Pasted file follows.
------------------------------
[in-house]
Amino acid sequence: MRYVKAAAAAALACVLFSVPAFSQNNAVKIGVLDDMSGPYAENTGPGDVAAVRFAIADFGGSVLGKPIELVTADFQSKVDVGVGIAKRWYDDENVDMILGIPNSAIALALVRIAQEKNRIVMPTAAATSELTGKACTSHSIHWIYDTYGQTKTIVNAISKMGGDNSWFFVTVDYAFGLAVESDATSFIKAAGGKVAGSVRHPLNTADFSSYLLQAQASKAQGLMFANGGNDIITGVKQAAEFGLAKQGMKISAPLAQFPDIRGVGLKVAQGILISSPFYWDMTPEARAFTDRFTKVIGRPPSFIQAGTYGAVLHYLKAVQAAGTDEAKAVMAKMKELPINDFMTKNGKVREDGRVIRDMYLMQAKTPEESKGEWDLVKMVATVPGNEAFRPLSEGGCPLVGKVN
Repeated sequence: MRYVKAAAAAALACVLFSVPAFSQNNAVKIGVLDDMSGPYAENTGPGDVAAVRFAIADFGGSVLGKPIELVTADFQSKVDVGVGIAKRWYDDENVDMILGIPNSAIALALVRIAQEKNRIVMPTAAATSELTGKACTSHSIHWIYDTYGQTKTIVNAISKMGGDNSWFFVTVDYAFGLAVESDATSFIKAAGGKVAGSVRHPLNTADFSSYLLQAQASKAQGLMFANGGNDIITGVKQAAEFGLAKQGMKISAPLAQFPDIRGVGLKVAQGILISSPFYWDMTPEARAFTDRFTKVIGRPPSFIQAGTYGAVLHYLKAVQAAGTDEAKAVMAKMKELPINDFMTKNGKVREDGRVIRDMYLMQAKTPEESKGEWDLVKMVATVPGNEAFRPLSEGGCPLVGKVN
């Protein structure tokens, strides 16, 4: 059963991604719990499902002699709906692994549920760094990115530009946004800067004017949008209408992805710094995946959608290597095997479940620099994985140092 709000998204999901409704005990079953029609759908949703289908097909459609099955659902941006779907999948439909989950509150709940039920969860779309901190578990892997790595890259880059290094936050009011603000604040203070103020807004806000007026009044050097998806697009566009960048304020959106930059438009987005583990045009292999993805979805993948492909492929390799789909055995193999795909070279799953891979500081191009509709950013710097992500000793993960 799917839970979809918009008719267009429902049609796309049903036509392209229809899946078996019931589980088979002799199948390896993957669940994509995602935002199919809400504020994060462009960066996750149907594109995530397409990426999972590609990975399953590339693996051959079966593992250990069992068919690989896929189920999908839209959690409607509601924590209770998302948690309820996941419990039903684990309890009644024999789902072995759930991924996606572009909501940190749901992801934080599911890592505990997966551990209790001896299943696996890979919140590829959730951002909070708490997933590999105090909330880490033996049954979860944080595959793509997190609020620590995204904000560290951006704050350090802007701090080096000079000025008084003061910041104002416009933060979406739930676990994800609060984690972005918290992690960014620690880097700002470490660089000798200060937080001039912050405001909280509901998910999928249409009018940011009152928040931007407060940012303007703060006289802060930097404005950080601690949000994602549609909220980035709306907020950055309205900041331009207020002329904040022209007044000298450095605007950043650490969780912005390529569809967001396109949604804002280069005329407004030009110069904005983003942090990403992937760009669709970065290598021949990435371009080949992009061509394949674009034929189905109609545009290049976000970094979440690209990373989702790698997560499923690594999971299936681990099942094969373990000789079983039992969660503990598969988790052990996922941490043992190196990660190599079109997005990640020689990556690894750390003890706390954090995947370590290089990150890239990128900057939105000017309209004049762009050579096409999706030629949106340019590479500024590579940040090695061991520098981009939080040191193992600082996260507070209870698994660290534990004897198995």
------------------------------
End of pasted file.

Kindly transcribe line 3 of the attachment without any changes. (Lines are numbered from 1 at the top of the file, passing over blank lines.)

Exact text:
Repeated sequence: MRYVKAAAAAALACVLFSVPAFSQNNAVKIGVLDDMSGPYAENTGPGDVAAVRFAIADFGGSVLGKPIELVTADFQSKVDVGVGIAKRWYDDENVDMILGIPNSAIALALVRIAQEKNRIVMPTAAATSELTGKACTSHSIHWIYDTYGQTKTIVNAISKMGGDNSWFFVTVDYAFGLAVESDATSFIKAAGGKVAGSVRHPLNTADFSSYLLQAQASKAQGLMFANGGNDIITGVKQAAEFGLAKQGMKISAPLAQFPDIRGVGLKVAQGILISSPFYWDMTPEARAFTDRFTKVIGRPPSFIQAGTYGAVLHYLKAVQAAGTDEAKAVMAKMKELPINDFMTKNGKVREDGRVIRDMYLMQAKTPEESKGEWDLVKMVATVPGNEAFRPLSEGGCPLVGKVN